Tuesday, March 28, 2006

ODP - Open-source Demonstration & Presentation


At the last HUMBUG meeting - 25 March 2006 - I introduced the fellow HUMBUGGERS to the concept of running Ubuntu on SunRay thin-clients. Thanks to my boss, I was able to demonstrate the setup to the audience with hardware borrowed from work. The presentation also afforded me the opportunity to spread more of the good word on Ubuntu.


Although the SunRay Server Software is due to be open-sourced, the entire presentation was carried out using mostly open-source software. The content of the talk was about running a soon-to-be open-sourced solution on an open-source operating system; the presentation was delivered using open-source presentation software running on the same open-source operating system. The content and the presentation itself were the visible parts, however, the open-source controlling of the show was the truly interesting part.

*"open-source" will not be used again in this blog.

The presentation was controlled using my bluetooth phone, following on from the discoveries at nerd.conf.au 2006. Using the "Presenter" screen on the SonyEricsson K750i, the keymappings did not require further configuration to seemlessly control the OpenOffice2 presentation. I decided to go one step further and map two keys to turn the volume up and down within Gnome. Why? To have a presentation with funky pre-presentation music of course (when plugged-in to the room's audio system)..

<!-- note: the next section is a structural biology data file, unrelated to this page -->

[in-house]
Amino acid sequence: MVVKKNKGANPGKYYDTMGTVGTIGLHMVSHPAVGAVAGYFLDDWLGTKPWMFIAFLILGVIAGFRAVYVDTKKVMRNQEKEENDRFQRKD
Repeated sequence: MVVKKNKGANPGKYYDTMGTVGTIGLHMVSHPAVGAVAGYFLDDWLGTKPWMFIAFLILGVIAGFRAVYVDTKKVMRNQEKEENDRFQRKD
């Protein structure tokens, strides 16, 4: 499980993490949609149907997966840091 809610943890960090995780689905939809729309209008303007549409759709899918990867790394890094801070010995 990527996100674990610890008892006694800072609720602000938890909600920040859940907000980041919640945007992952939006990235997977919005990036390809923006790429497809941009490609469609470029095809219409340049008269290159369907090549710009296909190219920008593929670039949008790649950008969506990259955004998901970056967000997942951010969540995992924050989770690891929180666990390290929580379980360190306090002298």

Does that mean I helped Ubuntu to 'rock'?


The demonstration had followed the presentation, although this blog post is ordered in a different way. First demonstrated was the SunRay 1Gs capability to use a DVI monitor followed by the search for the DVI-to-VGA converter to continue the demo on the projector.

On the projector, I proceeded to login to the HP Small Form Factor PC with 2G of RAM running Ubuntu. Once logged in, I showed the audience a locked-down GNOME desktop environment similar to the end product of my CorporateUbuntu wiki page. I rounded off the demonstration with the awe-inspiring (OK - not that exciting, but still nice) smartcard portable session demo, along with telling the punters that they can carry their sessions on a smartcard around their house. Ending on the smartcard note was a pre-cursor for the lengthy Q&A session followed by the ensuing "swarm" around the presentation table.


Along with the great bells-and-whistles of my phone, the presentation went quite well. Based on my wiki page - UbuntuOnSunRay - the talk provided additional commentary on why the combination of Ubuntu and SunRay was chosen along with some general background information on the two components. I finished off the presentation by outlining the future for the co-existence of Ubuntu and SunRay.

At the end of the talk and demonstration, I listened to many good questions from a noticibly engaged audience. Prior the beginning of the talk, a HUMBUGGER had let me know he picked up a SunRay 1 (superceded model) off Ebay for $12 - that was a great answer to the "How much does a SunRay cost?" question, before answering a guestimate cost for the current model. The end result of the presentation was sparking alot of interest in the use of SunRays at home on a Linux-based OS like Ubuntu.

The presentation is available for download at Ubuntu Australian Team Talks.